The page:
16 WAPT meteorologist Christana Kay has the forecast for Jackson and Central Mississippi.
- Yahoo News
- Yahoo News
- CBS News
- Associated Press
Two Florida men, including a self-described organizer for the Proud Boys, a far-right extremist group, were arrested Wednesday on charges of taking part in the siege of the U.S. Capitol earlier this month, authorities said. Joseph Biggs, 37, was arrested in central Florida and faces charges of obstructing an official proceeding before Congress, entering a restricted on the groups of the U.S. Capitol and disorderly conduct. According to an arrest affidavit, Biggs was part of a crowd on Jan. 6 that overwhelmed Capitol Police officers who were manning a metal barrier on the steps of the Capitol.
- The Week
President Trump has spent the last few days asking his friends, aides, and associates if they would like pardons — even those who are not facing any charges, a senior administration official told The Washington Post.In one case, the official said, Trump offered a pardon to a person who declined the chance at clemency, saying they weren't in any legal trouble and hadn't committed any crimes. "Trump's response was, 'Yeah, well, but you never know. They're going to come after us all. Maybe it's not a bad idea. Just let me know,'" the official recounted.Trump has taken a great interest in pardoning people, the Post reports, even calling families to personally let them know he granted a pardon. A person familiar with the matter told the Post that Trump was talked out of pardoning himself, family members, and controversial figures like Rudy Giuliani. An aide said there was also a brief discussion about possibly issuing pardons related to the Jan. 6 Capitol attack, but that idea went nowhere.While Trump has held a few ceremonial events in recent weeks, journalists have been kept away from the White House, largely because the president is "just not in a place where they would go well," one official told the Post. Trump is constantly flip-flopping, another administration official said, talking about his future but uncertain of where he will be. "He goes between, 'Well, I'm going to go to Florida and play golf, and life is honestly better,' and then in the next moment, it's like, 'But don't you think there's a chance to stay?'" the official said. Read more at The Washington Post.More stories from theweek.com Bernie Sanders steals the inauguration with his grumpy chic outfit Only a sprinkling of Trump supporters showed up at state capitols to protest Biden's inauguration QAnon believers are realizing their entire conspiracy was a hoax as Biden is sworn in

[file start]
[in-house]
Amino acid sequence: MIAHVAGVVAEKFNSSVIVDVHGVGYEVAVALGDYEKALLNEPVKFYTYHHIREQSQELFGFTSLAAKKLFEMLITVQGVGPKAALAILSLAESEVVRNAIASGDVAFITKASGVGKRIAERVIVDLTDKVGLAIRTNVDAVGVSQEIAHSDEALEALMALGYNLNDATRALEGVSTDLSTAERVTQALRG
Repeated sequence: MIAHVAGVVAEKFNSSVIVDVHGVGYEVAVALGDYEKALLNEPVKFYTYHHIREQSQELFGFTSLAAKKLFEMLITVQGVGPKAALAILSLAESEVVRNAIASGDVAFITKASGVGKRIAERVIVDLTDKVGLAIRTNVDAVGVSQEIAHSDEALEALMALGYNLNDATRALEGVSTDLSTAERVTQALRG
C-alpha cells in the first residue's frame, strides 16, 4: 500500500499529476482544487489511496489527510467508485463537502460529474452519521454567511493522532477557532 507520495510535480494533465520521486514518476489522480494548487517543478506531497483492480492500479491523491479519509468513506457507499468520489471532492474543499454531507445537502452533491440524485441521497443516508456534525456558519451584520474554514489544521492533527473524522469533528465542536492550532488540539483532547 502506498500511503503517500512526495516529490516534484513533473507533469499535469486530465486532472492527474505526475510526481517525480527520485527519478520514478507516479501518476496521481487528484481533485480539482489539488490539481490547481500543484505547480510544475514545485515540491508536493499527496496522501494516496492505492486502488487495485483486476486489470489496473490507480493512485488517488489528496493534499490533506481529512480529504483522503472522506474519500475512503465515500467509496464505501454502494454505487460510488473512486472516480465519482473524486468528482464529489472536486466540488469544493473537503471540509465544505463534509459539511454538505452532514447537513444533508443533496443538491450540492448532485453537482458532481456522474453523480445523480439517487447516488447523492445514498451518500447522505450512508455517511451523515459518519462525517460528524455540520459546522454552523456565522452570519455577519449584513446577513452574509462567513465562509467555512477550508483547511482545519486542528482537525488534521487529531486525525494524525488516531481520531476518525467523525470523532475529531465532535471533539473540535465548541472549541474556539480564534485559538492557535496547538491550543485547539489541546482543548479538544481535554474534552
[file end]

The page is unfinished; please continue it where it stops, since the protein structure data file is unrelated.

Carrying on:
Capt. Scott Moss, who led the NOSC in Knoxville, was relieved of command by Capt. Dale Maxey.
- Architectural Digest
- The Independent
- The Telegraph
- The Week
Fox News contributors choke up talking about the importance of Kamala Harris being the first Black woman VP
Liberal Fox News contributor Richard Fowler choked up during an appearance on the network as he marveled at the numerous glass ceilings broken by Vice President Kamala Harris on Wednesday."One part [of the inauguration] that caused me to get real emotional was, we've been a country for 243 years, and in all those 243 years, we have had women citizens but we have never had a woman hold national office," Fowler said, his voice breaking as he went on. "So to see Kamala Harris put her hand on the Bible today -- also being her and I are of Jamaican descent, and I just think about my grandmother and my mom and so many other women who saw this, and so many young girls who can finally believe that they can be president, too, because of what we did as a country back in November."> Fox News contributor Richard Fowler gets emotional when talking about Kamala Harris being the first woman VP, and how it makes him think about his grandmother and mom, who like Harris are of Jamaican descent pic.twitter.com/Wdlo8Ca3uh> > -- Aaron Rupar (@atrupar) January 20, 2021Fowler was not the only contributor on Fox News on Wednesday to be audibly moved by the significance of Harris' oath. Political analyst Juan Williams also emotionally explained, "It's visceral, and I'll tell you why. I have granddaughters, I'm the son of a Black mother -- you think about American history, you think about the status of Black women in this country for most of our history. And the idea that a Black woman would assume such power in this moment as a national leader -- truly inspiring." > Fox News' Juan Williams gets choked up talking about Kamala Harris:> > "You think about the status of Black women in this country for most of our history. And the idea that a Black woman would assume such power in this moment as a national leader, truly inspiring." pic.twitter.com/K13K0Q1vVX> > -- Parker Molloy (@ParkerMolloy) January 20, 2021More stories from theweek.com Cheap, 'generic' drug reduces COVID-19 death risk by 75 percent, trials suggest Bernie Sanders steals the inauguration with his grumpy chic outfit 3 former presidents echo Biden's call for unity